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Two Types of Term Limits Ben Carson Wants and How He Plans to Get Them

Republican presidential candidate Ben Carson talks with supporters after speaking at a veteran's roundtable in Columbia, South Carolina, February 17, 2016. (JIM WATSON/AFP/Getty Images)

COLUMBIA, S.C. — Republican presidential candidate Ben Carson wants to see term limits for both members of Congress and for federal judges — including Supreme Court justices.

To achieve this, it would likely take a convention of the states, the retired neurosurgeon said. He told TheBlaze it is something he would continue to talk more about in his campaign.

“I certainly would be very open to that and have agreed with people who want to do that and certainly would support that,” Carson told TheBlaze after a veterans town hall meeting Wednesday at the Ramada Inn. “But I’m also looking at other mechanisms like a national referendum.”

Republican presidential candidate Ben Carson talks with supporters after speaking at a veteran's roundtable in Columbia, South Carolina, Wednesday. (Jim Watson/AFP/Getty Images)

Article V of the Constitution allows 34 states to call for a convention of the states to consider specific constitutional amendments. Among the most frequently talked about have been term limits and a balanced budget amendment.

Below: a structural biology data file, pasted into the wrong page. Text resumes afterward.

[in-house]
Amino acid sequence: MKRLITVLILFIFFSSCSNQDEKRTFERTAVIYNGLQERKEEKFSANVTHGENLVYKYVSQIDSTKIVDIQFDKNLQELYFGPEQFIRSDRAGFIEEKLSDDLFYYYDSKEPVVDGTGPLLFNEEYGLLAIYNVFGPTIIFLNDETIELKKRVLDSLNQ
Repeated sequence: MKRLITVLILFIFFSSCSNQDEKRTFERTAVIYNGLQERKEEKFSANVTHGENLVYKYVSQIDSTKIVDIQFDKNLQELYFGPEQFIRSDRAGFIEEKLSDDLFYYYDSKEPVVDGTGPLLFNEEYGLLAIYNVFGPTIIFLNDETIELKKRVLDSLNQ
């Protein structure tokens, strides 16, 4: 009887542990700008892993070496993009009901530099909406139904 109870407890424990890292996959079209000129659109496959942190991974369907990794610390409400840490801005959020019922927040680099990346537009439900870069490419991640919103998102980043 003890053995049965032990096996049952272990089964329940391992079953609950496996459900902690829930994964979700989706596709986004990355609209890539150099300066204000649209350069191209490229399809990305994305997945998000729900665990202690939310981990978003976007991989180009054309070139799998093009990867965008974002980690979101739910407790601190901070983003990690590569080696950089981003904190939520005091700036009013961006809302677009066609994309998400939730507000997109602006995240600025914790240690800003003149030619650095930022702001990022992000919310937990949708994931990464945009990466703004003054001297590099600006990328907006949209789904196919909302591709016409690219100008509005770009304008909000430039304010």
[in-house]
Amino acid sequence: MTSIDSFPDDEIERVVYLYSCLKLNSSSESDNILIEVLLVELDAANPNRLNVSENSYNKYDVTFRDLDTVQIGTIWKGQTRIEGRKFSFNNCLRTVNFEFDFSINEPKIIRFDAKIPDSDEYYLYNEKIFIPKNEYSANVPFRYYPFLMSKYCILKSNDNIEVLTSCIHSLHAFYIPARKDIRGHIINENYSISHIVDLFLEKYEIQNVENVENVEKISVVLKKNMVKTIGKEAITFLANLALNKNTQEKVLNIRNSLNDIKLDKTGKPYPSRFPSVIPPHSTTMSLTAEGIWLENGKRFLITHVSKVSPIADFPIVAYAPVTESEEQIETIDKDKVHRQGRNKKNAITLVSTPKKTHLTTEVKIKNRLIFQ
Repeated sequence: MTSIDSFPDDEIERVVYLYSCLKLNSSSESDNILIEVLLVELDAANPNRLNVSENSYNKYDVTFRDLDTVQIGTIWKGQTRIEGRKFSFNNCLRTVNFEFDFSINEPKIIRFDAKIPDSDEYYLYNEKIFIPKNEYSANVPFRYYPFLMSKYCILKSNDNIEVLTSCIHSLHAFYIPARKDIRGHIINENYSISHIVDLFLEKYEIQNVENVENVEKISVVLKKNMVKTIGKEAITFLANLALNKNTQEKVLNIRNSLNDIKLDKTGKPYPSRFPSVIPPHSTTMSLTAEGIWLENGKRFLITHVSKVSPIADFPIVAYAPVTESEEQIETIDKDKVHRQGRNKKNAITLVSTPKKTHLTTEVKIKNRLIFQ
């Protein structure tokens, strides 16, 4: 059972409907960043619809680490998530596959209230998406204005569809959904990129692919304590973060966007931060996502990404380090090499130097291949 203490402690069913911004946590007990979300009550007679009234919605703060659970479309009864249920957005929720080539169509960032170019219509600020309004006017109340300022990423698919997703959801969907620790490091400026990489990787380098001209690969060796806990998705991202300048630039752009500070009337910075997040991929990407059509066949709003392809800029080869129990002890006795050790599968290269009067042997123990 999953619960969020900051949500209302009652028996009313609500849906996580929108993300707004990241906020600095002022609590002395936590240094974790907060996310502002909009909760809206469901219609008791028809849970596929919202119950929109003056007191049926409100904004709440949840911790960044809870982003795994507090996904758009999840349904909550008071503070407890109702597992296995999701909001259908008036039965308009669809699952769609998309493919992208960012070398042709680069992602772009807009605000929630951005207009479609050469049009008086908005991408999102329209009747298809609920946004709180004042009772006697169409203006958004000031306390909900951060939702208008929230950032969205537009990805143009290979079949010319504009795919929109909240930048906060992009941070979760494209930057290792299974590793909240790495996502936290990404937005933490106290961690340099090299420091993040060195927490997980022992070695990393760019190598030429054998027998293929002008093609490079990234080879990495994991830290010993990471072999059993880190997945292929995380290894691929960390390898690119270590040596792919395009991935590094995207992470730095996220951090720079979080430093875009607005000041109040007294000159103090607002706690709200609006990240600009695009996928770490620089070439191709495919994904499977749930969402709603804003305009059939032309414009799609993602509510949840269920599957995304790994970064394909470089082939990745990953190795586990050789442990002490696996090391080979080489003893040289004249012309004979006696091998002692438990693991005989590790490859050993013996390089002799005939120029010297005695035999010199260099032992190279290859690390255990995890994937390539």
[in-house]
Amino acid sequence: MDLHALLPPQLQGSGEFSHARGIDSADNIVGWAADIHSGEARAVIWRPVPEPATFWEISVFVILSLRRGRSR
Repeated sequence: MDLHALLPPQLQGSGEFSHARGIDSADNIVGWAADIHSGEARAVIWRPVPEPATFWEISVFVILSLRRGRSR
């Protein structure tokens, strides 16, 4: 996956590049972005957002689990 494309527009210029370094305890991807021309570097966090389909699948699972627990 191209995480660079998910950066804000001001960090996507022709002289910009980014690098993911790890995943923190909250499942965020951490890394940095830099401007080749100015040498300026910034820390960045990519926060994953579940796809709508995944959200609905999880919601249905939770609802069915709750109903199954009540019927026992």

“It’s probably going to require an Article V convention, or could possibly be done as a national referendum,” Carson said during the town hall event. “But it probably will at some point need to be done, not only for our elected members of Congress but also I think for federal judges, Supreme Court justices.”

A national referendum of sorts would occur if Congress approved amendments and sent to the states for ratification. The suggestion for limiting the terms of Supreme Court justices comes as a political battle is erupting between President Barack Obama and the Senate Republicans on filling the vacancy of Justice Antonin Scalia, who died Saturday.

Of the remaining candidates in the GOP field, both Florida Sen. Marco Rubio and Ohio Gov. John Kasich have also called for a convention of the states.

An audience member asked about term limits during the town hall. Carson, who has signed the U.S. Term Limits pledge, said, “Our system was actually designed for citizen statesmen and not for career politicians.”

There has been a growing push across ideological lines for term limits on members of the Supreme Court.

“When the Constitution was put in place, the average aged of death was 47. So a lifetime appointment for a federal judge was not as long,” Carson said. “Now that has changed rather substantially and we have not made the adjustments to it. And there has to be some mechanism of oversight.”

Rep. Andy Harris (R-Md.) has endorsed Carson, is a term limits advocate, and is traveling through South Carolina with the doctor.

“I hope when President Carson takes office, he actually sends some bills to the Hill to back some term limits because it is going to be very hard,” Harris said. “I couldn’t get five co-sponsors. People go there to make a career. It ought to return to the way it was at the founding of the nation, that people were going to be citizen legislators and give up some time, share their expertise with the government.”

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